Raccoons

The raccoon’s nocturnal exploits have earned it a place throughout American culture. They are best known for their curious and mischievous nature, especially when it comes to trash cans. Many home and business owners are forced into protective measures so their refuse isn’t scattered on a nightly basis. In fact, such actions earned the raccoon movie roles like the one in The Great Outdoors. It’s hard to believe that such a pest has earned both our ire and affection.

Habitat

Typically, raccoons prefer to inhabit hollow trees and logs near lakes and streams. They are known to venture into populated areas becoming a nuisance as they search for refuge and forage for food. Raccoons will, also, use existing structures to construct a den. Some of their favorite habitats are the areas beneath porches and outbuildings, attics, and chimneys.

Diet

During the months of spring and early summer, diets consist primarily of insects, frogs, fish, and crayfish. They are known to roll back sod in search of earthworms and grubs (doing significant damage to lawns). During late summer and fall, raccoons move to nuts, grains, berries, fruits, and sweet corn from gardens. Whether local residents or simply foraging, easily observable signs of raccoon activity are damaged lawns and raided garbage cans.

Reproduction

Raccoons are very social animals within their family groups. They mate from January to February, and females carry the young for approximately 60 days. A standard litter produces 3-6 young. At about 2 months of age, the young raccoons will begin accompanying their mother on outings to find food. The family group usually stays together for about one year. Upon maturation, an adult raccoon will vary in size from 24 to 46 inches in length and 12 to 25 pounds.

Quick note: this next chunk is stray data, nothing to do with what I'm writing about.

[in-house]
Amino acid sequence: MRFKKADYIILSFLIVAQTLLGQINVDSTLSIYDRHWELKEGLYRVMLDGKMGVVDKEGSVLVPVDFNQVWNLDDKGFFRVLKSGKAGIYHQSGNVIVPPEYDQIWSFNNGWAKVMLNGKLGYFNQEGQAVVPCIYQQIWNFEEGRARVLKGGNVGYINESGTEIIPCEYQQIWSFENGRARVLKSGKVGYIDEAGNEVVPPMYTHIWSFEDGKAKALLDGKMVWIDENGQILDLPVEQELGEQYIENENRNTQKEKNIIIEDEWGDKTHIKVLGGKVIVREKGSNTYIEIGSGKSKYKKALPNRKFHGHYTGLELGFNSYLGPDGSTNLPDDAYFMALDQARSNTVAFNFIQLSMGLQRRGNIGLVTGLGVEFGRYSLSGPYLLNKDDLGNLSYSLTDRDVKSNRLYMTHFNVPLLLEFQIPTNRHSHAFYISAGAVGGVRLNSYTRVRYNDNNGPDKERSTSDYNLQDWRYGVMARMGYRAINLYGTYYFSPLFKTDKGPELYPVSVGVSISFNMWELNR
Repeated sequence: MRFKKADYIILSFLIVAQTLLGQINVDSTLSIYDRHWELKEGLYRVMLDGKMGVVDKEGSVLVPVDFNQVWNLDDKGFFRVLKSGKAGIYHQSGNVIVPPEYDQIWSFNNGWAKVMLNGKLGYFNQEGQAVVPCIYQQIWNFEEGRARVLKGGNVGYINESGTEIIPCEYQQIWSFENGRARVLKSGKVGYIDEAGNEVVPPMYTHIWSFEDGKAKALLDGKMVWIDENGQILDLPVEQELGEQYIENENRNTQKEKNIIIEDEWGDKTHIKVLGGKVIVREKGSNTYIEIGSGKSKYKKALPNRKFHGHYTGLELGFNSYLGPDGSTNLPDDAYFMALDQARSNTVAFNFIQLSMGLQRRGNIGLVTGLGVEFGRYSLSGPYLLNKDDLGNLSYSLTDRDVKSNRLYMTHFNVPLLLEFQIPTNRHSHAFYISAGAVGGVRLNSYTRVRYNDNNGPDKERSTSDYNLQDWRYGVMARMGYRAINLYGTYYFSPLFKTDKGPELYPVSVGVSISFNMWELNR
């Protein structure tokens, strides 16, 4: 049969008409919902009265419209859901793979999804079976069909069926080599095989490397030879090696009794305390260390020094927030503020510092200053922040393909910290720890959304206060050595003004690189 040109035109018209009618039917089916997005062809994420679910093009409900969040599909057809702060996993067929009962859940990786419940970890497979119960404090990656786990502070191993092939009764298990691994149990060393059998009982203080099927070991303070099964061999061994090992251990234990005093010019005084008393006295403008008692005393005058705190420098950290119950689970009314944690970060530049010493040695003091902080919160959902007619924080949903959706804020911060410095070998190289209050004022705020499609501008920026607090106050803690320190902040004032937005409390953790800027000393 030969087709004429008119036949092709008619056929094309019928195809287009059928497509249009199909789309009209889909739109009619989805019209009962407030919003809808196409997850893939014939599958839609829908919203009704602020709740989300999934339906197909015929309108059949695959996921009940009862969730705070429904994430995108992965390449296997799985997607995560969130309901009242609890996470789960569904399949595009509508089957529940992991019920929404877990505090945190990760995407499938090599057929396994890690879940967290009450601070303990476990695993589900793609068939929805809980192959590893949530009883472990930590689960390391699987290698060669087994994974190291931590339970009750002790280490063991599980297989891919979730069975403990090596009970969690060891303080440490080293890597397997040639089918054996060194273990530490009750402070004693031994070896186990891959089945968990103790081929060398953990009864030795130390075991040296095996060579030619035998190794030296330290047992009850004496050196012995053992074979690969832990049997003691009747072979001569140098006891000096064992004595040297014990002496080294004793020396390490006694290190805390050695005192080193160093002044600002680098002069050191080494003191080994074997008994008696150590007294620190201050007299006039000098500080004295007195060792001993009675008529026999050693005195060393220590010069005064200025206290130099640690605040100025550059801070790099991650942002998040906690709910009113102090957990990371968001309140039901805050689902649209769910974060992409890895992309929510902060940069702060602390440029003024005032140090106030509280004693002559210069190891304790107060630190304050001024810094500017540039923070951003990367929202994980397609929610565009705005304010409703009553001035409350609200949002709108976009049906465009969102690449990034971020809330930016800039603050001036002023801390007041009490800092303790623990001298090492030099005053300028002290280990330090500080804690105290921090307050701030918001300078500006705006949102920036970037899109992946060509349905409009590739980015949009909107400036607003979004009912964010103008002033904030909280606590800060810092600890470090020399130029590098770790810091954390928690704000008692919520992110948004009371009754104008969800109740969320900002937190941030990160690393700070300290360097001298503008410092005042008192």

Control & Treatment

Since raccoons enjoy raiding trash cans, it’s best to use ones made of tough materials like hard plastics and metal. Cans should have tight fitting lids and straps or clamps to help hold them shut.

Finally, it’s recommended the cans be tied to a support or placed in a rack where they can’t be tipped over. Raccoons have an affinity for chimneys, as well. Access to this area can be restricted through purchase of a commercial spark arrestor cap or heavy screen wire secured over any openings.

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